The door slid back, smoky vapor billowed from the shack. I walked into the warm fog and inhaled. It’s day four of the sap running, and the sugar shack is at full steam.
Farming is a pretty broad term. Beekeepers, vegetables, cattle, dairy, the list is quite diverse. Maple tree farmers are perhaps closest to fruit farmers, with short, finicky harvest seasons that trigger a mad dash of activity. We spoke with “Sugar Joe” Boisvert at the North Hadley Sugar Shack and he gave us a few facts on how to make maple syrup:
- A maple tree needs to be about 40 years old before it can start to produce sap, the diameter of the trunk needs to be about 16” to 18”
- It takes 40 gallons of sap, and 39 gallons of water, and a really hot environment to produce 1 gallon of maple syrup
- Harvest season is typically 4 to 6 weeks long but Joe worked one that was just five days
- While fall harvesting is possible, the quality of the sap isn’t as good and the iffy weather makes tapping the trees a bit of a gamble
- The equipment isn’t cheap. Joe spent $34,000 on an evaporator three years ago to speed up the process of converting sap to syrup and improve efficiencies
Organic vs. Non-Organic Maple Syrup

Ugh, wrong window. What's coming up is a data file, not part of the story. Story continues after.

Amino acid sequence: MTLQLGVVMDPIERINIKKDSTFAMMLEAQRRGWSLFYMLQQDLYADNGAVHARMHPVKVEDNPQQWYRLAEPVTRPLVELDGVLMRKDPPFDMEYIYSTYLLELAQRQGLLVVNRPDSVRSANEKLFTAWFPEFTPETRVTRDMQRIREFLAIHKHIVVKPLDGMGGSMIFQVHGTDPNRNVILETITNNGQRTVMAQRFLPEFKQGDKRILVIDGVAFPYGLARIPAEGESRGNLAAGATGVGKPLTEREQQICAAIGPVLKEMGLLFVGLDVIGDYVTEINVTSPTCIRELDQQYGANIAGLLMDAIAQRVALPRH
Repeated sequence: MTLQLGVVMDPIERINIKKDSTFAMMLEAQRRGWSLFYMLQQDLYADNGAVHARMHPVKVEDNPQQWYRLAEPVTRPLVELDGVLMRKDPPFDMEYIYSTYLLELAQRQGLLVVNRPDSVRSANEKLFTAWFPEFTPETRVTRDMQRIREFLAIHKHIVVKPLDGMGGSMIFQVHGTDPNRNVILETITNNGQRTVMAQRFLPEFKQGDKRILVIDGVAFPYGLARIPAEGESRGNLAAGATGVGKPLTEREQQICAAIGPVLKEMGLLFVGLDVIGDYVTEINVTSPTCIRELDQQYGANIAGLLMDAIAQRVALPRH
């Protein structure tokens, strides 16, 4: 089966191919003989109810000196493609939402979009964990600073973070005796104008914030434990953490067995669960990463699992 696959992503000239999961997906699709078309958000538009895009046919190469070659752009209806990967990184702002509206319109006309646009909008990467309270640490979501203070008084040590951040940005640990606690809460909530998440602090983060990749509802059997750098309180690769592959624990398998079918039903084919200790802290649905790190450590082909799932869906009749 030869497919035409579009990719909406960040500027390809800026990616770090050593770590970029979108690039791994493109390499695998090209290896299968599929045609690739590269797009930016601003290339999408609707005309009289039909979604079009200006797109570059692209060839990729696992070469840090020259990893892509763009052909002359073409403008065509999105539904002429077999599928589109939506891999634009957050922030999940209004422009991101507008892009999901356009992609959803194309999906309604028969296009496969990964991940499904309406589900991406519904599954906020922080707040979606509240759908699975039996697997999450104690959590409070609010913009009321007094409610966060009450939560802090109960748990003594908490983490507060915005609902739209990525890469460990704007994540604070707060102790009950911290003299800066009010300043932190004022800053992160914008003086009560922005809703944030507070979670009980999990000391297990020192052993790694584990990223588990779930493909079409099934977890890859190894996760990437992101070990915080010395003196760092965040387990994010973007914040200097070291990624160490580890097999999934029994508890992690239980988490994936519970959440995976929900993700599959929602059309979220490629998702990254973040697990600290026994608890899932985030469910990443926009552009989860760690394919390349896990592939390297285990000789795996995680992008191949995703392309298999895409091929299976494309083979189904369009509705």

I always wondered about this, you don’t need to do anything to a maple tree to help it grow, especially if it takes 40 years to get to production. I asked Joe what the difference was between organic and non-organic maple syrup, he rolled his eyes, “I’m not certified organic here, but as far as I can tell the only difference is someone else paid a lot of money for a designation that’s not necessary. And people are just paying extra for a label.” So yeah, I’m not going to bother with organic maple syrup anymore, but I will focus on buying local.
The Boisvert family at the Sugar Shack optimize just about everything at the farm. During sugar season they serve breakfast and the place is jammed with lines up to an hour long (sorry no reservations, but they do take credit cards). They also have a small grocery story, sell bakery items (the cider donuts are amazing) and of course lots of different maple options including maple candy, maple sugar (try it on toast) and four different grades of maple syrup. Oh, and they have a petting zoo and 9-hole mini-golf course for the warmer months.
At the restaurant, no one minds the wait for tables because there is so much to do; wander the farm, check out some taps, hang out in the sugar shack, browse the gift shop. We realized we’d wandered off and checked back with the hostess who said, “oh, you’re ready right now,” and we plopped happily into our seats. The food is standard breakfast fare of pancakes, French toast, waffles and eggs and quite tasty. The bacon and sausage are provided from local farms and the bacon was quite good. And OMG the cider donuts, definitely get at least one, they make them in-house.
So if you live anywhere near Massachusetts it’s worth a drive to North Hadley, just one town over from UMass/Amherst. If you live closer to another friendly maple farm, definitely head out for an interesting look at a different type of farming.